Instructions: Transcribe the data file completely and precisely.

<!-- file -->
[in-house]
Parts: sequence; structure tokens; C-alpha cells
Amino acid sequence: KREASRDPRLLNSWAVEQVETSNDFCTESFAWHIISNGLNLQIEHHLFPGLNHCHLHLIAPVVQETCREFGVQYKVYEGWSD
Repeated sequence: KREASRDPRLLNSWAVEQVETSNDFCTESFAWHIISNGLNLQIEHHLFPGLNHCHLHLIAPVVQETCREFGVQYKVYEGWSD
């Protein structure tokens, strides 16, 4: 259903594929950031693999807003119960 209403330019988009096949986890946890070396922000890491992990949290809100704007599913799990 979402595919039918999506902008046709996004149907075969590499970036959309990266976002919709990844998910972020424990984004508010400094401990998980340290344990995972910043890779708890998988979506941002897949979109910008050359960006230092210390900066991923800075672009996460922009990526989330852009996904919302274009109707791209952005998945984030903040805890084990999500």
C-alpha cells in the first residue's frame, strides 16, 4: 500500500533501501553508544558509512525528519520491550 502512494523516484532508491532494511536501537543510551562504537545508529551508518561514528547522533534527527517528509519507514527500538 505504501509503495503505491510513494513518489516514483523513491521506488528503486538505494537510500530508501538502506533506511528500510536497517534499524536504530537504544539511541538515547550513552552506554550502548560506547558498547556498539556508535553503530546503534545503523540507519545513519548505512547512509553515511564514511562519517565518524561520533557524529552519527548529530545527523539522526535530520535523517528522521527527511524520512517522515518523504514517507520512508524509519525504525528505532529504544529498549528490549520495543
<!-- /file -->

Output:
[in-house]
Parts: sequence; structure tokens; C-alpha cells
Amino acid sequence: KREASRDPRLLNSWAVEQVETSNDFCTESFAWHIISNGLNLQIEHHLFPGLNHCHLHLIAPVVQETCREFGVQYKVYEGWSD
Repeated sequence: KREASRDPRLLNSWAVEQVETSNDFCTESFAWHIISNGLNLQIEHHLFPGLNHCHLHLIAPVVQETCREFGVQYKVYEGWSD
């Protein structure tokens, strides 16, 4: 259903594929950031693999807003119960 209403330019988009096949986890946890070396922000890491992990949290809100704007599913799990 979402595919039918999506902008046709996004149907075969590499970036959309990266976002919709990844998910972020424990984004508010400094401990998980340290344990995972910043890779708890998988979506941002897949979109910008050359960006230092210390900066991923800075672009996460922009990526989330852009996904919302274009109707791209952005998945984030903040805890084990999500």
C-alpha cells in the first residue's frame, strides 16, 4: 500500500533501501553508544558509512525528519520491550 502512494523516484532508491532494511536501537543510551562504537545508529551508518561514528547522533534527527517528509519507514527500538 505504501509503495503505491510513494513518489516514483523513491521506488528503486538505494537510500530508501538502506533506511528500510536497517534499524536504530537504544539511541538515547550513552552506554550502548560506547558498547556498539556508535553503530546503534545503523540507519545513519548505512547512509553515511564514511562519517565518524561520533557524529552519527548529530545527523539522526535530520535523517528522521527527511524520512517522515518523504514517507520512508524509519525504525528505532529504544529498549528490549520495543